“You can see 600-700 international students queuing up outside a recruitment fair of just three companies. People are willing to stand in a queue for 3-4 hours to just submit their CVs,” says Bhatt.

Toronto-based Ritika Saraswat, in an Instagram post, identifies the requirement for “Canadian experience” as one of the reasons that prevent immigrants from landing job opportunities they are skilled for.

“And instead they [immigrants] have to take up roles in the hospitality industry or truck industry. And you tell me, is this really the Canadian dream you came here for?” Saraswat, who campaigns for “Newcomers in Canada”, writes in her post.


Chetan Garg, an accountant by profession on a work visa, believes the skewed distribution of immigrants is to be blamed for most of the woes. “The population of new immigrants and students is concentrated in south Ontario and around Vancouver. The situation has turned worse in the last one year,” says Garg, a 23-year old.

He says the condition of Indian students and new immigrants are particularly bad because of high inflation and as there are no jobs in Canada, which is going through a recession.

“International students, especially from India, are finding it extremely hard to find part-time work to support their studies and living expenses. It is causing financial hardship to a big segment of this demographic,” says immigration consultant Manan Gupta.

He also says that the lack of job opportunities and the tough challenges are taking a toll on the mental condition of the students.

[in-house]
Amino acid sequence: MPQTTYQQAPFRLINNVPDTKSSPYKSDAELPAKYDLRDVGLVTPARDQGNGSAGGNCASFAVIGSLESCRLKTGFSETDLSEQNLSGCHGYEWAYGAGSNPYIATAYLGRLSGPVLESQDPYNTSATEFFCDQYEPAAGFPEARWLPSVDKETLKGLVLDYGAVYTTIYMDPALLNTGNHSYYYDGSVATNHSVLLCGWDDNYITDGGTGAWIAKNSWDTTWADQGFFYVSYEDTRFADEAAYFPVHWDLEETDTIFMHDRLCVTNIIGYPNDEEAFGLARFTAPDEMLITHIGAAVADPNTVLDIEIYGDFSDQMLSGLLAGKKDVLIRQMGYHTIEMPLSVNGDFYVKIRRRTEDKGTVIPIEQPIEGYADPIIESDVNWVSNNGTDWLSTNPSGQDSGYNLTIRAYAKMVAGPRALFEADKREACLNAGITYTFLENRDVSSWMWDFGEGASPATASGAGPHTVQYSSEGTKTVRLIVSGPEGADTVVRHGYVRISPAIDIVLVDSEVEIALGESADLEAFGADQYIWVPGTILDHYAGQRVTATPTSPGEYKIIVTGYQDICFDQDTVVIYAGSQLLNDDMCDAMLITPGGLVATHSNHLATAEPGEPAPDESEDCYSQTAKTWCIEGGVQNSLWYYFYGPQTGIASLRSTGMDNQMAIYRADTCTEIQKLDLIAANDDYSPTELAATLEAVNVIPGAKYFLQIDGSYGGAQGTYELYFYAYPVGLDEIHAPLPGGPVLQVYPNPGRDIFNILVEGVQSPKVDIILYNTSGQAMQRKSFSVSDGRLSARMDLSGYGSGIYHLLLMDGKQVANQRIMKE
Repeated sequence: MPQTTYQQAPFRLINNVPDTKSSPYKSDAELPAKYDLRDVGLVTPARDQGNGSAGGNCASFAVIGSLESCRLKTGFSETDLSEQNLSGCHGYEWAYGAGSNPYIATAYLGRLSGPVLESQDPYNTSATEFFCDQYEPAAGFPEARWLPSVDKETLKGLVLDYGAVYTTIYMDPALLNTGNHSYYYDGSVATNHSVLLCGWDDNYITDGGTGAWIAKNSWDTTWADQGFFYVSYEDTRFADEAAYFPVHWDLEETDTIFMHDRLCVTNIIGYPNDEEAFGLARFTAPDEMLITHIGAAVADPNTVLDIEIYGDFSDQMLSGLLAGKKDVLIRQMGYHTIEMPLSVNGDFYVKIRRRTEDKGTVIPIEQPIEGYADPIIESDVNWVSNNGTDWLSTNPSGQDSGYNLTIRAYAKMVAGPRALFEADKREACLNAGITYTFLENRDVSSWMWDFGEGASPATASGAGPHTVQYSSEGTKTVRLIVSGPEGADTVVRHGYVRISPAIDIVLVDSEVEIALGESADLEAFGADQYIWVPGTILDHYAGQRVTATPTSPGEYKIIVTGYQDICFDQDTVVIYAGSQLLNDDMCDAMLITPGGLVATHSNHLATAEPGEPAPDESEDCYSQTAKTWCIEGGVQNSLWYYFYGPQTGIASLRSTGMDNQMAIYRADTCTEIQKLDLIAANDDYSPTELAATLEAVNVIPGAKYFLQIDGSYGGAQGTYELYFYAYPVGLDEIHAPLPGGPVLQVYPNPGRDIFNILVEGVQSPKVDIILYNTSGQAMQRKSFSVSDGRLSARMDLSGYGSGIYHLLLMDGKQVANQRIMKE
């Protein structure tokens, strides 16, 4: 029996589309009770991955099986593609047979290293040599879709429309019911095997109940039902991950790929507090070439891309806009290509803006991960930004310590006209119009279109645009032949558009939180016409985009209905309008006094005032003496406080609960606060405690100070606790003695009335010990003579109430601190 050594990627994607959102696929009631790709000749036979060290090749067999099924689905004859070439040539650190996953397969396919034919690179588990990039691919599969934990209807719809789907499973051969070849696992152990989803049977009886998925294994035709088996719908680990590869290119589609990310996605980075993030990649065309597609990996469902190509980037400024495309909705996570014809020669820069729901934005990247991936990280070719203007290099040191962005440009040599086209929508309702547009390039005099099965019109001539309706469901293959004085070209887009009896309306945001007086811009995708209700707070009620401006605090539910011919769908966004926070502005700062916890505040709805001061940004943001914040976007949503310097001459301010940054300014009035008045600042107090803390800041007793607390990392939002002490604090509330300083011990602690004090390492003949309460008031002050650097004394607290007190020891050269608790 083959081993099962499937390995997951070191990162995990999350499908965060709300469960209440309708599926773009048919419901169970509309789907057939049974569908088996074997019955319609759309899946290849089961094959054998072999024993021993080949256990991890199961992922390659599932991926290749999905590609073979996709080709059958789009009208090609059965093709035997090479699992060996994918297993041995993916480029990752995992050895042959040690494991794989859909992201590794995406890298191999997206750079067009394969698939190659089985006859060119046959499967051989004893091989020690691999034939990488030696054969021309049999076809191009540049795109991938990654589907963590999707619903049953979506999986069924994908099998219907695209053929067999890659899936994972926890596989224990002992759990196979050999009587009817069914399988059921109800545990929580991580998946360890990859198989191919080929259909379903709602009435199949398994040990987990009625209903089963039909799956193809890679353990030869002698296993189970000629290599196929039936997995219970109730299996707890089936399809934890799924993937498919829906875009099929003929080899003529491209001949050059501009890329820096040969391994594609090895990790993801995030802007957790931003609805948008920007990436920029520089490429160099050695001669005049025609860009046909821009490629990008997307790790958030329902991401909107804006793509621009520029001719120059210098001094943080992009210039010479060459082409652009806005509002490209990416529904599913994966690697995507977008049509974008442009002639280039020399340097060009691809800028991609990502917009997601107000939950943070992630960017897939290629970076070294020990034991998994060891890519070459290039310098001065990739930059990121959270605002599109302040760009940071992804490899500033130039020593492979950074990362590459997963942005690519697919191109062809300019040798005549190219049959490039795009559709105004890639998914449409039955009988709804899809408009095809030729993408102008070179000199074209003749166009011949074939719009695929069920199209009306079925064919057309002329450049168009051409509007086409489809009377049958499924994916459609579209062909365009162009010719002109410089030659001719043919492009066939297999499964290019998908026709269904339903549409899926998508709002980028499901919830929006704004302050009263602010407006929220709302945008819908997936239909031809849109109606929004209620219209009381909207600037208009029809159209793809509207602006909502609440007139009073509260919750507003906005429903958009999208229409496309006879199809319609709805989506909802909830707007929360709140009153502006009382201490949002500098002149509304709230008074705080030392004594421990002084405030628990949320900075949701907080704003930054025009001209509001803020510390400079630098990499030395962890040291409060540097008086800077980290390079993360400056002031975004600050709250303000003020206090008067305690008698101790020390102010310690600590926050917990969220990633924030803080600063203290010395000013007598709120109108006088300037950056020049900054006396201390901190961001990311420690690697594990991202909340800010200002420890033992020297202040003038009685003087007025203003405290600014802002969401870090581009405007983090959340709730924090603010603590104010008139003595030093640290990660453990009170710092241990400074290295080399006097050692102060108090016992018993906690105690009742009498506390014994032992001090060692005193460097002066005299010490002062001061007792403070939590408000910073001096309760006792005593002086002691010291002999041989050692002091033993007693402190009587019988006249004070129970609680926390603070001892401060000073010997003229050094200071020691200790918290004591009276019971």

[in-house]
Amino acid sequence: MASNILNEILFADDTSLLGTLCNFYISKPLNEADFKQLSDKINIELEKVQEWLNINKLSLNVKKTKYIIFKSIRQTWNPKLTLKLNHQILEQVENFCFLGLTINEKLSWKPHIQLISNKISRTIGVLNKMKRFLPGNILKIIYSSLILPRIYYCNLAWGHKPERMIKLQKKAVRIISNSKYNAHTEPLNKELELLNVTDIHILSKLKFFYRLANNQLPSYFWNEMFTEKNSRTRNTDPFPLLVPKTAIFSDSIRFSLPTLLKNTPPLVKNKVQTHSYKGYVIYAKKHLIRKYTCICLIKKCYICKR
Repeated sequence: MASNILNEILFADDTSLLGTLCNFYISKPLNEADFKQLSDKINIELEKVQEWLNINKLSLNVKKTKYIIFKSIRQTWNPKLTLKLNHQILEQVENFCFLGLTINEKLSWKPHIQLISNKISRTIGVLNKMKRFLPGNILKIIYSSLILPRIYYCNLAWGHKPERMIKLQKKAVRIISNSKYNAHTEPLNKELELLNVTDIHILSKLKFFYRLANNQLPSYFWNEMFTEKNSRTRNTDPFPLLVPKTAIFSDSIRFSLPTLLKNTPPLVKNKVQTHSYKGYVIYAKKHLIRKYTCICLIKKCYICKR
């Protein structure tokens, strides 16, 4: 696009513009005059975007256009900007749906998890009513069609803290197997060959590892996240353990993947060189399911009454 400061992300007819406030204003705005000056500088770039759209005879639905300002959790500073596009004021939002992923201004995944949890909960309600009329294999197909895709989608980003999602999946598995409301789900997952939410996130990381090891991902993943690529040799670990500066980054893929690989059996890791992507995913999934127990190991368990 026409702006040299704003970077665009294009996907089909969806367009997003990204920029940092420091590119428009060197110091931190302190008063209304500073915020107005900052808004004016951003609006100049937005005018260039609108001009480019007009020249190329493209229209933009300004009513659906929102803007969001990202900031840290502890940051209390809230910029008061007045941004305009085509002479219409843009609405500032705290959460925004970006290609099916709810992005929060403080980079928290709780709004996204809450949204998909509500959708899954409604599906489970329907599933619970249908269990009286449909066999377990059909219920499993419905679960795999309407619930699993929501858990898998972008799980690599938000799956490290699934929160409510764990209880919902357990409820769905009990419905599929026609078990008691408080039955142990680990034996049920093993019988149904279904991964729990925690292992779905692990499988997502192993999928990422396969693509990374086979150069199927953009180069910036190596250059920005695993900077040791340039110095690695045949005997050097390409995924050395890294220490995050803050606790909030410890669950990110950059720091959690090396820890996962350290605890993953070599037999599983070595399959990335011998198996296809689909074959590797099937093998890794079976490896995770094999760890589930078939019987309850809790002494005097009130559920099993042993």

“Higher cost of living, limited choice of affordable and safe housing, reduced job opportunities and growing incidents of violence are causing stress and numerous mental health challenges,” says Gupta.

Gupta blames the woes of the Indian students' parents who are looking at the international student programme as an easy backdoor entry into Canada and achieving permanent-resident status.

Over 72 per cent of international students plan to apply for a post-graduate work permit in Canada while 60 per cent plan to try for a permanent residence (PR) in Canada.

There are approximately 330,000 new immigrants and students from India living in Canada as of 2023.

The situation in Canada has turned worse for Indian students in the last one year, says Chetan Garg, a Brampton-based accountant on a work visa.

Some Indian students, however, are now giving a second thought and asking if the Canadian dream is worth the struggle.

“I would say coming to Canada is worthless these days. It is better to invest or start your own small-scale business in India,” Gaurav Sharma, who studies business management in Brampton, tells IndiaToday.In.

“In Canada, you can purchase your dream car even if you have zero bank balance because everything here is available on credit,” says Sharma, warning of the Canadian world projected in films and on social media. “Don’t believe in your friends' Instagram posts, they are fake. He is probably poorer than you are. Believe me, it’s worthless to come to Canada for now,” sumps up Sharma.

(This is the first of a three-part weekly series on Indians in Canada)

Published On:

Sep 26, 2023